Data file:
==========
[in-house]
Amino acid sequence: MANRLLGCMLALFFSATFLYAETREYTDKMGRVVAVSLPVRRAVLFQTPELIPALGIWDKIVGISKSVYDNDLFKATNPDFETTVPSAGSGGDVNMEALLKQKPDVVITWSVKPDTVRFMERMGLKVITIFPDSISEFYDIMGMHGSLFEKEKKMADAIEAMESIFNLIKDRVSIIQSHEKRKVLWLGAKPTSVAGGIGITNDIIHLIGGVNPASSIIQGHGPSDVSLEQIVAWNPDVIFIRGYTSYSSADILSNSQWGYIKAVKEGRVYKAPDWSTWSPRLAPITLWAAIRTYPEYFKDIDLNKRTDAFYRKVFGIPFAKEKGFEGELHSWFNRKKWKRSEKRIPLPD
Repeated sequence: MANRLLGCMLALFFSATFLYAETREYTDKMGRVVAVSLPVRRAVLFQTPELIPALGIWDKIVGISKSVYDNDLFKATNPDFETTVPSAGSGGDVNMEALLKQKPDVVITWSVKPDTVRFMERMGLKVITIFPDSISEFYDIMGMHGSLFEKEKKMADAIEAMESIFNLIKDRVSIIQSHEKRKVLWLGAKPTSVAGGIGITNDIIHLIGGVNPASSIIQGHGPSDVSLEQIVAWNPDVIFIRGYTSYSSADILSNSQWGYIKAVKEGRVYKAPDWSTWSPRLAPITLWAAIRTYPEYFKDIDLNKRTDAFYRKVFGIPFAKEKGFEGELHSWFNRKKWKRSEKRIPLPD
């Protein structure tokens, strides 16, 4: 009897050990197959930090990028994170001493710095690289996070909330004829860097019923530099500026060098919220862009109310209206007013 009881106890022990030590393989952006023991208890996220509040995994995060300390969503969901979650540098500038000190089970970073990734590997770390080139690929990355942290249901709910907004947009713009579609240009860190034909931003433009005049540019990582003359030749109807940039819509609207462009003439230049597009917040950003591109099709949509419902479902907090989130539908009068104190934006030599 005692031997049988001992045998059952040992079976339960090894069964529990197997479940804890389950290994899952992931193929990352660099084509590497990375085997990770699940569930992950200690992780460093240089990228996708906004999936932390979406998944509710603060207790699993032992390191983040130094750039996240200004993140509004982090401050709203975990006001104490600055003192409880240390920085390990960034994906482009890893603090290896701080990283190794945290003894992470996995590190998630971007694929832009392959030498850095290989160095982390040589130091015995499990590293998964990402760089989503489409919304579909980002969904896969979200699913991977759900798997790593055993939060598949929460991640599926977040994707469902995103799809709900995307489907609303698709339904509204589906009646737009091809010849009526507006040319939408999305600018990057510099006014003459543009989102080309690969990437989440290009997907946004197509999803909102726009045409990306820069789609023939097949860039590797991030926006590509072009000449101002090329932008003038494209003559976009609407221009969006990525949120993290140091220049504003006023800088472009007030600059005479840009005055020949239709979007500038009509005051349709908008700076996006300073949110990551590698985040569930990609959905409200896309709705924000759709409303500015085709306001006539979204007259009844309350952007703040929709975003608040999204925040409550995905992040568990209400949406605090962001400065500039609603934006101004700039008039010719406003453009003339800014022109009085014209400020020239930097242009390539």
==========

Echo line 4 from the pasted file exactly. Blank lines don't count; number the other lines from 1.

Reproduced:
């Protein structure tokens, strides 16, 4: 009897050990197959930090990028994170001493710095690289996070909330004829860097019923530099500026060098919220862009109310209206007013 009881106890022990030590393989952006023991208890996220509040995994995060300390969503969901979650540098500038000190089970970073990734590997770390080139690929990355942290249901709910907004947009713009579609240009860190034909931003433009005049540019990582003359030749109807940039819509609207462009003439230049597009917040950003591109099709949509419902479902907090989130539908009068104190934006030599 005692031997049988001992045998059952040992079976339960090894069964529990197997479940804890389950290994899952992931193929990352660099084509590497990375085997990770699940569930992950200690992780460093240089990228996708906004999936932390979406998944509710603060207790699993032992390191983040130094750039996240200004993140509004982090401050709203975990006001104490600055003192409880240390920085390990960034994906482009890893603090290896701080990283190794945290003894992470996995590190998630971007694929832009392959030498850095290989160095982390040589130091015995499990590293998964990402760089989503489409919304579909980002969904896969979200699913991977759900798997790593055993939060598949929460991640599926977040994707469902995103799809709900995307489907609303698709339904509204589906009646737009091809010849009526507006040319939408999305600018990057510099006014003459543009989102080309690969990437989440290009997907946004197509999803909102726009045409990306820069789609023939097949860039590797991030926006590509072009000449101002090329932008003038494209003559976009609407221009969006990525949120993290140091220049504003006023800088472009007030600059005479840009005055020949239709979007500038009509005051349709908008700076996006300073949110990551590698985040569930990609959905409200896309709705924000759709409303500015085709306001006539979204007259009844309350952007703040929709975003608040999204925040409550995905992040568990209400949406605090962001400065500039609603934006101004700039008039010719406003453009003339800014022109009085014209400020020239930097242009390539």